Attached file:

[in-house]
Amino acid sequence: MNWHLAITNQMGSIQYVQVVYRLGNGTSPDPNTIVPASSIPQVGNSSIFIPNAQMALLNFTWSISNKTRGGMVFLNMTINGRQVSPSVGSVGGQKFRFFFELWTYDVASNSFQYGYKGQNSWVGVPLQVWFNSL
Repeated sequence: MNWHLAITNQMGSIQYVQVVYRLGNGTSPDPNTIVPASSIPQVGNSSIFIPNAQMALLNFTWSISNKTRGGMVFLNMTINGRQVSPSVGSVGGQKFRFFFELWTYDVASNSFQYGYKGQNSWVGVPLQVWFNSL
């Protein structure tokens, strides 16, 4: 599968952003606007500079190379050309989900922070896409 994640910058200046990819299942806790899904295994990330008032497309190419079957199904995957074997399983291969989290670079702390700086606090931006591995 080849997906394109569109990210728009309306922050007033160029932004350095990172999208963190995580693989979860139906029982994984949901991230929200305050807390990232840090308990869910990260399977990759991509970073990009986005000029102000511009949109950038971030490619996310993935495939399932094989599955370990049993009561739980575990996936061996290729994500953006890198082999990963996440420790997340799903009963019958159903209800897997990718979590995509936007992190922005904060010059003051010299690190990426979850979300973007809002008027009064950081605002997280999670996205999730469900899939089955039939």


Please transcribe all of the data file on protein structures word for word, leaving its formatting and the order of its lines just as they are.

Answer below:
[in-house]
Amino acid sequence: MNWHLAITNQMGSIQYVQVVYRLGNGTSPDPNTIVPASSIPQVGNSSIFIPNAQMALLNFTWSISNKTRGGMVFLNMTINGRQVSPSVGSVGGQKFRFFFELWTYDVASNSFQYGYKGQNSWVGVPLQVWFNSL
Repeated sequence: MNWHLAITNQMGSIQYVQVVYRLGNGTSPDPNTIVPASSIPQVGNSSIFIPNAQMALLNFTWSISNKTRGGMVFLNMTINGRQVSPSVGSVGGQKFRFFFELWTYDVASNSFQYGYKGQNSWVGVPLQVWFNSL
């Protein structure tokens, strides 16, 4: 599968952003606007500079190379050309989900922070896409 994640910058200046990819299942806790899904295994990330008032497309190419079957199904995957074997399983291969989290670079702390700086606090931006591995 080849997906394109569109990210728009309306922050007033160029932004350095990172999208963190995580693989979860139906029982994984949901991230929200305050807390990232840090308990869910990260399977990759991509970073990009986005000029102000511009949109950038971030490619996310993935495939399932094989599955370990049993009561739980575990996936061996290729994500953006890198082999990963996440420790997340799903009963019958159903209800897997990718979590995509936007992190922005904060010059003051010299690190990426979850979300973007809002008027009064950081605002997280999670996205999730469900899939089955039939």